It got to be around 9 and we figured we had a shot at getting into Balthazar without a reservation. Sure enough, we only had to wait about 45 minutes at the bar, pacing ourselves on the drinking by this point, believe you me. Dinner was quite wonderful, though I let myself get talked out of a local fish - cod - and talked into Chilean sea bass, which is unavoidable in L.

A. restaurants The waiter had obviously spent his childhood pushing cod around his plate and pretending he'd finished it. John's ravioli was phenomenal and led to him to keep perfecting his pasta and ravioli from scratch. We rolled to the Grand with no bags to check in - I didn't even have a purse.

I don't lug purses around as they are a drag to carry and a magnet for muggers. We stopped at a bodega and bought a toothbrush, toothpaste and contact lens solution for me - $9, not a bargain but who cared? We then hit the hotel and noted the hopping scene at the bar - and walked right past it. We fell into bed and slept blissfully - though by morning's light we discovered the room was tiny.

Didn't this used to be an old SRO hotel? They certainly didn't increase the room size when it was converted to a profit center. John pointed out the view from our window and what it was missing - the World Trade Center. Solemn moment. We got a late check out and debated what to do. Well, eating was going to happen, but first some great walking and a truly wonderful cup of coffee at a place we ducked into. Don't ask me the name.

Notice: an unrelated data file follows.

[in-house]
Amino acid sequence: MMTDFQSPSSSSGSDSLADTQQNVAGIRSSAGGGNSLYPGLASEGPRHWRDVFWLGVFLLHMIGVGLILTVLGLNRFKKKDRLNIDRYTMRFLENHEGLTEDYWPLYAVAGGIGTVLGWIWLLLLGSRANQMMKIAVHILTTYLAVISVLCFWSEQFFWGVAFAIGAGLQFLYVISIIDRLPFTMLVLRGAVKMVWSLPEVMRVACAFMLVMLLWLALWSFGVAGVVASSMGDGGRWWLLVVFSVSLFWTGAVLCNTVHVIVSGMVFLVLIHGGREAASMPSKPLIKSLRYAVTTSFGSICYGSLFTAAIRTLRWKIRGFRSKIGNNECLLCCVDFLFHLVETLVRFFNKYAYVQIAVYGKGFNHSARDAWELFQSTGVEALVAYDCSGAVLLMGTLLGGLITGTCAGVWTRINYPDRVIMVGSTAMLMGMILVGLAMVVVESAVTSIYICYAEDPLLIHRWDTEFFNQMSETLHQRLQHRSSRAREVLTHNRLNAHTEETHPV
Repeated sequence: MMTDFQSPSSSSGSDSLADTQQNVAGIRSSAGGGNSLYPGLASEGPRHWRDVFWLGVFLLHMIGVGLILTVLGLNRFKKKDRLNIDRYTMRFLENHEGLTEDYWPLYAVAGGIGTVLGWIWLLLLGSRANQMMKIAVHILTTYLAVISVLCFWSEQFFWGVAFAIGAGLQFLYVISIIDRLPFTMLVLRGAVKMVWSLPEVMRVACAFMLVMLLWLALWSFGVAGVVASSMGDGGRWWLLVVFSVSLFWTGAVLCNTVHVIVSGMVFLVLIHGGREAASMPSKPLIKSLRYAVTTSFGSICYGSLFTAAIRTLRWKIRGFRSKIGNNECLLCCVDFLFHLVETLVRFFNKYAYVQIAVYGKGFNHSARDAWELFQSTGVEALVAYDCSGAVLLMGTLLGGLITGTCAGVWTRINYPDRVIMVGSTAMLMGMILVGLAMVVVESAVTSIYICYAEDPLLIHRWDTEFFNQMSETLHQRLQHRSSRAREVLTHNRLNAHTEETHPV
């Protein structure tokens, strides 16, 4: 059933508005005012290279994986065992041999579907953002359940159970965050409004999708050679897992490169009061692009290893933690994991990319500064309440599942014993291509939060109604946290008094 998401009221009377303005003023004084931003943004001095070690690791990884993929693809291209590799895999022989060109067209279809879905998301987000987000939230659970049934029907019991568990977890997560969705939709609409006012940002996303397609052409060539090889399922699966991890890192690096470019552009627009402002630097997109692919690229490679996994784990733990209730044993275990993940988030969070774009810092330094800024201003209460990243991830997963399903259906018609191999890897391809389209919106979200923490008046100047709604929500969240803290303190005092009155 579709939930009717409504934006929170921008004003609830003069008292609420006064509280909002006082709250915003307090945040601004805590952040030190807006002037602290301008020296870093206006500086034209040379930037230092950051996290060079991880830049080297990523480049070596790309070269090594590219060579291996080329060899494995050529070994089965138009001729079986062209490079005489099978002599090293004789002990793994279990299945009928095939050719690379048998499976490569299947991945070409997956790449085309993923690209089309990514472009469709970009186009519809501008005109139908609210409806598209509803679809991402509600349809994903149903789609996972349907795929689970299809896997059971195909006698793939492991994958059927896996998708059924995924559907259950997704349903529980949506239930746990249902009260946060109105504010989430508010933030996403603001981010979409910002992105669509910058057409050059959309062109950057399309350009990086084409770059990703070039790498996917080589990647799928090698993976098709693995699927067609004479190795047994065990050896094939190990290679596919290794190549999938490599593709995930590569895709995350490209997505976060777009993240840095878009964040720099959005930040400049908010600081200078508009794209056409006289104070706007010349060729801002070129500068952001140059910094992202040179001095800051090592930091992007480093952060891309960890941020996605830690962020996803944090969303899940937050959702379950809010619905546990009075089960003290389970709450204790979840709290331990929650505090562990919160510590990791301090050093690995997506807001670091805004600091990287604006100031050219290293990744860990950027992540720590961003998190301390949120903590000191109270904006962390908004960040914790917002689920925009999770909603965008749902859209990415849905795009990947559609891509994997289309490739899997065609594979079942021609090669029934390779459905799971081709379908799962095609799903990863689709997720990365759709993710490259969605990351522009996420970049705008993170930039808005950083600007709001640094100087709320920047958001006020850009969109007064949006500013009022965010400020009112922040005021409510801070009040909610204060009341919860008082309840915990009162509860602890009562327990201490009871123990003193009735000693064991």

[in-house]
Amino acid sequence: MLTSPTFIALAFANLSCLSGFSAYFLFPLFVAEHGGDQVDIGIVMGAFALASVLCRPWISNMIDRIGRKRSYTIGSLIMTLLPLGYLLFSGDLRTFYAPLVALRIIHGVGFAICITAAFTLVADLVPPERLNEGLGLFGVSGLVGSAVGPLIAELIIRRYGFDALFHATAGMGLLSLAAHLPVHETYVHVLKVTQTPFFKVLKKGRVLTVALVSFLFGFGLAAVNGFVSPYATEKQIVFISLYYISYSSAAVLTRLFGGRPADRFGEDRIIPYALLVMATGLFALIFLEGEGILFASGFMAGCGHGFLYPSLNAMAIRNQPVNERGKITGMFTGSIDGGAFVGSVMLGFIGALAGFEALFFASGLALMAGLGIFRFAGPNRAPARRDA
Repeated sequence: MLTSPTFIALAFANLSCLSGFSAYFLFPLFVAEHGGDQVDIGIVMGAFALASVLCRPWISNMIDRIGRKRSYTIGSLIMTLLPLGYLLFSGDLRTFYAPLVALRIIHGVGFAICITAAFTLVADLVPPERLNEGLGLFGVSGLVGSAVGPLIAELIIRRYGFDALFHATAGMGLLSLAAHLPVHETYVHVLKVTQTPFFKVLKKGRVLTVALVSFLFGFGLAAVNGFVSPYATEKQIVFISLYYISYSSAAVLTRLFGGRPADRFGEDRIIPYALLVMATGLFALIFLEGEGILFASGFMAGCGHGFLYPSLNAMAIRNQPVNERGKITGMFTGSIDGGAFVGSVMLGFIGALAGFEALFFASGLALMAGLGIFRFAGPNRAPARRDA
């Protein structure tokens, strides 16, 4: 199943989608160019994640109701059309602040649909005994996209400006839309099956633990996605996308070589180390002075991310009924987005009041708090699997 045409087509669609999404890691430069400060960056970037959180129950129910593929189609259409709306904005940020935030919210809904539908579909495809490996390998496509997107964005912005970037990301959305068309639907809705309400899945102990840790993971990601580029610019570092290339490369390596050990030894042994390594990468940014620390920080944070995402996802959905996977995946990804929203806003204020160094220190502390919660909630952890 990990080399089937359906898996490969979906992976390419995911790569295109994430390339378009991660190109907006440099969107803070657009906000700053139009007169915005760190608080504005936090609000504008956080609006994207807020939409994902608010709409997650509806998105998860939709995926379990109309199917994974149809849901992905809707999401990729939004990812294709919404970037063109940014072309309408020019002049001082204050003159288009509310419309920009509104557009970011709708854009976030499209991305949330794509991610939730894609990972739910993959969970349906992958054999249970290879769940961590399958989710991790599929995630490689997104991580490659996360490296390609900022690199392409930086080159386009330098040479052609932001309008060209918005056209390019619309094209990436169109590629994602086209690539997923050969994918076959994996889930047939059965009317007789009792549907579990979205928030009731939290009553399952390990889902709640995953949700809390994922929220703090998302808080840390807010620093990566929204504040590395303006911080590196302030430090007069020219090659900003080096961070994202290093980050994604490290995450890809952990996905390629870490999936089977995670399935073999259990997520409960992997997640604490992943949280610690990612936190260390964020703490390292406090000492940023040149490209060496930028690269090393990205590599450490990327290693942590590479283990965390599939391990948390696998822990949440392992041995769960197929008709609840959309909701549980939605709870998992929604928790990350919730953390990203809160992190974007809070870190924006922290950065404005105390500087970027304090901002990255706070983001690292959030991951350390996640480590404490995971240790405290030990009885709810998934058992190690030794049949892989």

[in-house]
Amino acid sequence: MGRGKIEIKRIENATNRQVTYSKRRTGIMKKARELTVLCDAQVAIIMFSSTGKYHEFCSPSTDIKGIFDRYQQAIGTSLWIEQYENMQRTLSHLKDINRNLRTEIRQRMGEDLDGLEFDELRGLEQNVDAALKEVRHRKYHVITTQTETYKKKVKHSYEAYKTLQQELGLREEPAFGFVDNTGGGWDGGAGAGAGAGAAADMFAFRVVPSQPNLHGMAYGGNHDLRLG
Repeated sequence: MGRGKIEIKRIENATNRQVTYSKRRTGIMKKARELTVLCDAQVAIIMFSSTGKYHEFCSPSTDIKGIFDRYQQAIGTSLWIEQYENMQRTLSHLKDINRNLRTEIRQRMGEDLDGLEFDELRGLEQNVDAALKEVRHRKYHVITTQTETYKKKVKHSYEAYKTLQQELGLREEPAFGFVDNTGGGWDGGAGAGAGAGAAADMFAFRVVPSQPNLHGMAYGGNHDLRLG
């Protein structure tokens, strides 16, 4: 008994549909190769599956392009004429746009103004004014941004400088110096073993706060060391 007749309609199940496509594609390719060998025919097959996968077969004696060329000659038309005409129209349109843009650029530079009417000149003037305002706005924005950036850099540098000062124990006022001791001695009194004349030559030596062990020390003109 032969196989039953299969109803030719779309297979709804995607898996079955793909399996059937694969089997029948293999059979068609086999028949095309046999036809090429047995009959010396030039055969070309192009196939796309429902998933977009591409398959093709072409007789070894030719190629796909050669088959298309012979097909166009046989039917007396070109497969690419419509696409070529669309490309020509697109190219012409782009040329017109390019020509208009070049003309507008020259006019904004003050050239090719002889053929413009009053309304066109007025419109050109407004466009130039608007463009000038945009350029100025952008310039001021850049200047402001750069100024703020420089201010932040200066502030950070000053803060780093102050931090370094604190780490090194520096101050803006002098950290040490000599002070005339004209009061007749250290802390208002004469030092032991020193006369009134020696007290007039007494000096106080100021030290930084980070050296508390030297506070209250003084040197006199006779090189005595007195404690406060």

New York is teeming with picturesque side streets with tiny cafes, shops, galleries and what not. We ended up at Veselka around 2 p.m. This is a classic Eastern European restaurant at 10th and 2nd Avenue. I got stuffed cabbage and borscht and even went for dessert.

We read the NY Times at our window table and watched the world go by. But the break was over. One of the people we were to meet at last returned a cell call.

Okay, I admit it, we turned the phone off for hours so as to be unreachable. I mean, ahem, conserve the battery. We arranged to meet him in midtown and walked all the way (40 blocks or so, but John the native assured me they were the short blocks, not the crosstown blocks). The walk took us across the strange diagonal which Broadway becomes and I started to get a feel for the geography of the city, something that's hard to do in a cab, bus or car. We met my friend for drinks at another "guys' bar" with an after work crowd culled from Wall Street.

John had a White Russian that seemed to be made with maple syrup. More of a beer and scotch place I guess. Then it was time for a hellish run to the Port Authority, both needing to find a bathroom and desperate to catch the bus in time to make it back to Jersey and a long-arranged night with the family at the Scots-American social club. Back in Jersey, Manhattan was a vision across the water again. John's brother-in- law Joey kept the wine and beer going as it was his night to tend bar, but after the night before we kept it light. I persuaded my native hosts to go back to Manhattan the next day, this time to hit the Natural History Museum.